Chinese netizens call for end to animal exploitation after pet shop opens ‘kitten-sharing service’
Published: Mar 08, 2021 06:49 PM
A photo of cat. Photo: Weibo

A photo of a British shorthair. Photo: Weibo

"Borrow a kitten to keep you company for 9.9 yuan [$1.50]," a slogan on a pet shop's commercial board in Chengdu, Southwest China's Sichuan Province, has made this seemingly ordinary shop the center of public attention as it provides an arguably jaw-dropping service: renting out cats in what is being called a "-kitten-sharing-" service. 

The "items-to-rent" are 10 1-year-old British shorthairs. As one of the most popular breed in China, these lovely animals were helping the shop turn a pretty penny as all 10 have been lent out as of Friday, according to a media reporter who covertly visited the shop. 

In addition to the "standard fee" of 9.9 yuan, "cat lovers" who are interested in the service also need to pay a deposit ranging from 1,200 yuan to more than 10,000 yuan according to cat breed. Just like renting a home, renters need to provide their ID, sign a contract and provide a photo of their living space to show it is pet-friendly. 

"The photo does absolutely nothing since people can do a thorough cleaning to fake the situation. The 'person' is important. I'd only sell my pets when I had some sense about the client. There are many people obsessed with cute cats, but some just want to take advantage of them, not take care of them," Gao, a 32-year-old pet shop owner, told the Global Times, explaining why he objects to the pet shop's rental policy. 

A photo of cats in Chengdu's pet shop. Photo: Weibo

A photo of cats in Chengdu's pet shop. Photo: Weibo

Some netizens were agitated soon after the news of the pet shop's unusual service began to spread. Some pointed out the potential health risks such as suicidal behavior it poses to animals as it could cause them stress or lead to depression to frequently be moved around.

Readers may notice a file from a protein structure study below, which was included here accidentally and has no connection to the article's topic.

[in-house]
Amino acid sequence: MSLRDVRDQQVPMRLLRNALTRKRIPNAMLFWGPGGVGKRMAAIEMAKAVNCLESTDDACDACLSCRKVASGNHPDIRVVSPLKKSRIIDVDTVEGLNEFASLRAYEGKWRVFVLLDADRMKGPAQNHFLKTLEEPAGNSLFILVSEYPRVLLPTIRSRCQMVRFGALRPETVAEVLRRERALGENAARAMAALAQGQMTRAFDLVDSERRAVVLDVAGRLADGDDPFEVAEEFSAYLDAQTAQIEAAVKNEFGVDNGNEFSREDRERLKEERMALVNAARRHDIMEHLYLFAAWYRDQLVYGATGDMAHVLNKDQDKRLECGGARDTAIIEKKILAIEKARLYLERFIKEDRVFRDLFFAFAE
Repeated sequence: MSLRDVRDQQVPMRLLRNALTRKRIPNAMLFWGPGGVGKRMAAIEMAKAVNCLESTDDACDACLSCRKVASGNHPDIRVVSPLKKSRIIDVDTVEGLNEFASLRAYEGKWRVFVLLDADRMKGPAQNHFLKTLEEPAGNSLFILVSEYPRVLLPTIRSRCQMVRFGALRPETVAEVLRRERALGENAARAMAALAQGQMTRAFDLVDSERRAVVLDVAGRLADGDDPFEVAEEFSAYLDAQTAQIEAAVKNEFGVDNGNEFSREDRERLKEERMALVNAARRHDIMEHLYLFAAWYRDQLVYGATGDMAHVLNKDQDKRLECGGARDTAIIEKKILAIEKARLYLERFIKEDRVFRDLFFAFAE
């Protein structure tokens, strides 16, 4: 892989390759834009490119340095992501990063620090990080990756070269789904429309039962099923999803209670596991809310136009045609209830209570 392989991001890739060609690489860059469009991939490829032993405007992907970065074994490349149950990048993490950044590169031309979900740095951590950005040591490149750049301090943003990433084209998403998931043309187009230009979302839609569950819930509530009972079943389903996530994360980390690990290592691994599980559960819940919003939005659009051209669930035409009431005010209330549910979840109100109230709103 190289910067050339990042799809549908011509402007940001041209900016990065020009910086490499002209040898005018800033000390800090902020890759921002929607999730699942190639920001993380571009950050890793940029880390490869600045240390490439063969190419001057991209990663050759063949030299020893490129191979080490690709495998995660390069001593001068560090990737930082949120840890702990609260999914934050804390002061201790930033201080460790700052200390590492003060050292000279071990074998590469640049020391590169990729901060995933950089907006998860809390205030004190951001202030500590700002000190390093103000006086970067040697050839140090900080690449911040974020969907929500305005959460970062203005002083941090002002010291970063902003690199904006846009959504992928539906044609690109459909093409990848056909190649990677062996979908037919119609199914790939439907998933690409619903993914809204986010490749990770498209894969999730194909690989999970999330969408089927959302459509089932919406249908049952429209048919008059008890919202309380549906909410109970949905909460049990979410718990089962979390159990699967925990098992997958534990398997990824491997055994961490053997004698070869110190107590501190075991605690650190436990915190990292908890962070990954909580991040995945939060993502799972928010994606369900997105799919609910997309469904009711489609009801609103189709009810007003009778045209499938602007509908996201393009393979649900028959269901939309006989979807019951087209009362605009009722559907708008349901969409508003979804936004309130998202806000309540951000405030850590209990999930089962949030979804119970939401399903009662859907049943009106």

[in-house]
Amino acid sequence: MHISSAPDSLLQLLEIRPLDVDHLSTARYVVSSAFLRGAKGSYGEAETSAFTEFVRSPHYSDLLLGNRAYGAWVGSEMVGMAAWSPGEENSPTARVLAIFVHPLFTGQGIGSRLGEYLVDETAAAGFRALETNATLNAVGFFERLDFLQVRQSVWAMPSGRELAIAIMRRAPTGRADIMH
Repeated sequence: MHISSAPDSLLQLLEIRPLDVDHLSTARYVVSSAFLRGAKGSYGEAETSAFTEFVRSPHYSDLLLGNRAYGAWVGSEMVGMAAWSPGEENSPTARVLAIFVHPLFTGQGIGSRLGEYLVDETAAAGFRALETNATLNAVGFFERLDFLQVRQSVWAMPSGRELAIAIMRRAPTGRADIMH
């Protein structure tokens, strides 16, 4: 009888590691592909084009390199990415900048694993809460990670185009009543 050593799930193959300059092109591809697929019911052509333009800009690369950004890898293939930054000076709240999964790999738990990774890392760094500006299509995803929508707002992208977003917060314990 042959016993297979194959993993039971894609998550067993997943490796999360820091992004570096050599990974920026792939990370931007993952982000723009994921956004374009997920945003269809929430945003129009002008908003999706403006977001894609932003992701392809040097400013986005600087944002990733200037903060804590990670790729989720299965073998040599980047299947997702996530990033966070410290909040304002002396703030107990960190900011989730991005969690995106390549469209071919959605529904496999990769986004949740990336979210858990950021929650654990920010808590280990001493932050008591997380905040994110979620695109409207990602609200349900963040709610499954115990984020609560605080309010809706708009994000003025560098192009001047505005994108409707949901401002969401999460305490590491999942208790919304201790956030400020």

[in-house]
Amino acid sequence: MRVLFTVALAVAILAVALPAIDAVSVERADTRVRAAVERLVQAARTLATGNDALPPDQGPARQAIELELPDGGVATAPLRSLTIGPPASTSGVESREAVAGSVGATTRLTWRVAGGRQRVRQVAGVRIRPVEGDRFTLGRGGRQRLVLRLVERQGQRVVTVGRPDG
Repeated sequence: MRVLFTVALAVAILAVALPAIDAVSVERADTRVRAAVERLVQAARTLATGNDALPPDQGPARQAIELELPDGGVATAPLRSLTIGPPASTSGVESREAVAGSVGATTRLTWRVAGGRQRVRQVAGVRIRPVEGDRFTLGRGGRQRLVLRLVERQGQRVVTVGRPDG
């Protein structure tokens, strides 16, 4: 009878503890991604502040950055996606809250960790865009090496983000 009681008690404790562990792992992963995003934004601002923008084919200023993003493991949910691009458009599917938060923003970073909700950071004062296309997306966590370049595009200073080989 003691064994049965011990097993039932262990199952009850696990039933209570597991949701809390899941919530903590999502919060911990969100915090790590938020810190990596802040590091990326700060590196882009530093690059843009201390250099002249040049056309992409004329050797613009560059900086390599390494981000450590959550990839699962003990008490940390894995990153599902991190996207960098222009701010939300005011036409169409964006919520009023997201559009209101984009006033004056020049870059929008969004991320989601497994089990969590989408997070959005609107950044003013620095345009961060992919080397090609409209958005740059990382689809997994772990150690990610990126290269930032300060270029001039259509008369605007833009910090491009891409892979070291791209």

Some others used the occasion to protest against the exploitation of animals' lovable nature, calling for people to stop taking advantage of them for financial purposes. 

"I first noticed this in 2014. These places were ripping off customers with pricy drinks because they allow people to play with cats - actually not play with them, rubbing them, wake them up while they were sleeping, pinch the soft pads on their paws… should animals be treated as toys or accessories?" Wang Xuening, a strong anti-cat coffee shop advocate, told the Global Times on Monday. 

In addition to Wang's stance against the objectification of animals, there are people who see human-pet interaction as important but nevertheless sometimes easily turned into something more patronizing. 

According to Sun, an expert with the China Animal Health and Food Safety Alliance, in Western countries pets are commonly considered a significant element in projects such as helping autistic children and improving people's mental health. However, improving people's welfare needs to be done under rigorous ethic and morality limitations and should be used conservatively. 

"It takes them almost two weeks to become familiar with a new environment if they have to be relocated frequently. If you really want to put them in such a spot, make sure to keep them company more. That's the least you can do," said Gao. 

According to media reports on Wednesday, the shop has closed and its controversial kitten-sharing service advertisement has been removed.